On the small Orkney island of Graemsay there are two lighthouses, 12 homes, 27 people and one postman.
For 16 years, Michael Braddock has served the tiny island community, ready at the lick of a stamp to throw on his royal red satchel and deliver his round.
Over the years, being an island postie has meant extra responsibilities. On bad weather days, the 74-year-old has to dodge breaking waves along the pier to get his mail bags off the ferry.
On really bad weather days, when the coastal winds pick up, he acts as a human barrier to protect local children on their way to school.
Dressed in his overalls, the postman stands with his daughter-in-law, the post-mistress, at the edge of the pier, acting as a wind buffer to the six children trying to board the boat to the mainland.
“Everybody knows everybody on Graemsay,” he says cheerfully.
On December 15, the friendly postie is preparing for his – and the Royal Mail’s – busiest day of the year. He might live on an island of barely 30 residents, but that doesn’t meant things don’t get a bit hectic.
Around 120,000 Royal Mail postmen and women and 19,000 temporary Christmas staff across the UK will be working flat out on deliveries before the recommended last first class posting date of December 21.
Sorting offices can expect on average to process around 2,800,000 letters, parcels and packets. Last year, Royal Mail nationally predicted the posting of 150 million items, which is nearly double the usual daily volume of mail.
“We don’t get it like they do on the mainland, but we are kept plenty busy,” says postman Michael.
It has been 27 years since Michael first arrived on the island with his beloved wife, Pat.
Situated between the town of Stromness on the Orkney Mainland and the island of Hoy, Graemsay has no shops, school or pub.
What it does have, is thousands of wildflowers, heathland and wildlife.
The two lighthouses on the island, Hoy Sound High and Hoy Sound Low, are “leading lights” that were used to guide the herring fleet safely through the difficult waters to harbour in Stromness.
Both lights are automatic now, but for many years lighthouse keepers lived in the houses beneath the lights.
Today, Michael and Pat live in one of the cottages instead, as no-less important members of the small community which thrives there.
“I try to keep an eye on any folk who live alone and might be in need of help,” says Michael.
“If folk want to know who is on the island at any one time they tend to ask me.”
With such a close-knit community, it is customary to invite the entire island to a birthday party, and partake in summer dances, gatherings and regular island quizzes.
Michael’s main duty, however, is still to deliver his parcels come what may – and on island, that could mean ice on one-way roads, sea storms and good old Scottish mud.
“There was one little old lady who lived on the side of a very tall hill,” he says, already chuckling at the memory.
“I gave up trying to get the van to the top, so I would park across the road and walk up the hill.”
With slippery slabs and mud left over from strong bouts of rain, Michael found it very difficult to reach the top to deliver the mail.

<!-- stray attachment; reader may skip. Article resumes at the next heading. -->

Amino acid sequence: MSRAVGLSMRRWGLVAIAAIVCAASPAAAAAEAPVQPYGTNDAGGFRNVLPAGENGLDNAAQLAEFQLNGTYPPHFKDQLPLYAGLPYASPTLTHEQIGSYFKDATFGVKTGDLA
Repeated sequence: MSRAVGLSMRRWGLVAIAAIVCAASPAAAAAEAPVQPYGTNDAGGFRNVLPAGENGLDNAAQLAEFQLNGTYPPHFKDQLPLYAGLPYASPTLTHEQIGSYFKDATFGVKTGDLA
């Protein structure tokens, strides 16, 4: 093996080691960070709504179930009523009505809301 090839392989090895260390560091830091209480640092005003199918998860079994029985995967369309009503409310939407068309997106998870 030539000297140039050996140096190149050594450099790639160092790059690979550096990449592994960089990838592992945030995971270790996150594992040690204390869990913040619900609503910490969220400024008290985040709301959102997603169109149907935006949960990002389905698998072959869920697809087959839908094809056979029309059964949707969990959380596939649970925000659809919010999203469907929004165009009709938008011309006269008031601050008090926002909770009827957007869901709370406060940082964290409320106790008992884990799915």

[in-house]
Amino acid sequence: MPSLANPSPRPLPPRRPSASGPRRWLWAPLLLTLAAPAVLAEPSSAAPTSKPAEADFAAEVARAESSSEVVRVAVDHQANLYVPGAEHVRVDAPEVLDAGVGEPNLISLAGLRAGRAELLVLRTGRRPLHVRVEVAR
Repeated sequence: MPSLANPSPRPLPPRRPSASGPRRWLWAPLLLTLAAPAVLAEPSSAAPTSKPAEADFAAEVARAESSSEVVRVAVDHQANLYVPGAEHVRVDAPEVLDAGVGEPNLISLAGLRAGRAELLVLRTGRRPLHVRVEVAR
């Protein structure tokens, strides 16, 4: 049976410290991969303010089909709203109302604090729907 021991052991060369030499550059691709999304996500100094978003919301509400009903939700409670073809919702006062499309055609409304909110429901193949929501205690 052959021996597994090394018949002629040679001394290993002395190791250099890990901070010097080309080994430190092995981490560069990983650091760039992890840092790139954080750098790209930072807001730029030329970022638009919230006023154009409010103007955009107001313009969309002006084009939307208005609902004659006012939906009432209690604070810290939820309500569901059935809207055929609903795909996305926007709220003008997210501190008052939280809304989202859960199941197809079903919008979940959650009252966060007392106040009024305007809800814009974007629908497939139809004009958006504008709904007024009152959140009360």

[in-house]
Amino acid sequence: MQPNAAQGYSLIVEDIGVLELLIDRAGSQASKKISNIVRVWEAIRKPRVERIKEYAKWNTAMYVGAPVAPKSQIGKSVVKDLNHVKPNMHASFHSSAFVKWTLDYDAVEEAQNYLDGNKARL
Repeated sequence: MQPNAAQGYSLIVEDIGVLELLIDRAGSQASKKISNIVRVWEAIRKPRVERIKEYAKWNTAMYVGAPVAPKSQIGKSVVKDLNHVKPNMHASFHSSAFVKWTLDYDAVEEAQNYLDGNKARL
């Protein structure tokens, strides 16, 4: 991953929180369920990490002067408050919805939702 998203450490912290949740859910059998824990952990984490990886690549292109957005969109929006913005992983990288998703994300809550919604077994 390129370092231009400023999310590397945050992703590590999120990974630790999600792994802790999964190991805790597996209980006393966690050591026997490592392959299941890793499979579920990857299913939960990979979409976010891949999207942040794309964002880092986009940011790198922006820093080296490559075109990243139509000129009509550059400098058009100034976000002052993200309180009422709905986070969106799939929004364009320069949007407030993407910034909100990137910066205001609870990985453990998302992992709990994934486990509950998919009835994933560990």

However, after the harrowing ascent, his efforts were rewarded in the simplest of ways.
“She would be waiting at the top with a cup of coffee for me when I eventually made it,” he says. “It was really quite lovely.”
Getting the mail from the ferry in stormy weather whilst dodging waves breaking over the pier is also a difficult challenge. As can the gales which lead to waves breaking over the road, which Michael calls ” a nightmare”.
“Fortunately the Royal Mail supplied me with a boat suit which keeps me both warm and dry though I do occasionally get caught out when I think it will not be too bad at the pier,” he says.
When you have as much experience of island postal life as Michael does, though, there are not many challenges you cannot overcome.
For example, a postcard arrived in the mail room one morning, addressed to a lady who had not long moved to the island: “Sian, a caravan, somewhere on Graemsay.”
Despite the lack of postcode, Michael managed to deliver the postcard to Sian, who thereafter became one of his very good friends.
Michael worked as a radio communications engineer before taking over the island’s post office, which is only open three days per week.
And while he is looking forward to delivering gifts to the community he knows so well, he also has a few fond memories of his own Christmas deliveries that landed into his own lap as a boy.
There weren’t many presents being delivered for Christmas in the 1940s with war rationing, but Michael remembers a small bundle of colourful sweeties for him and his sister June.
Then there was the very special gift when he was eight years old, a Crystal set wireless radio receiver.
“It remains my favourite gift,” he says.
In the run-up to Christmas, Michael has his postal van full of gifts and cards for his neighbours, and says he is just as excited for this 16th Christmas delivery round as he was when he first put on his postal jacket.
That said, he still has a Christmas plea to issue to those hoping to get their gifts sent out in time.
“I know the lengths everyone, everywhere in Royal Mail goes to during the festive season to help ensure gifts and cards are delivered on time at Christmas,” he says.
“Please help Royal Mail at its busiest time by posting your cards and gifts early and using the postcode.”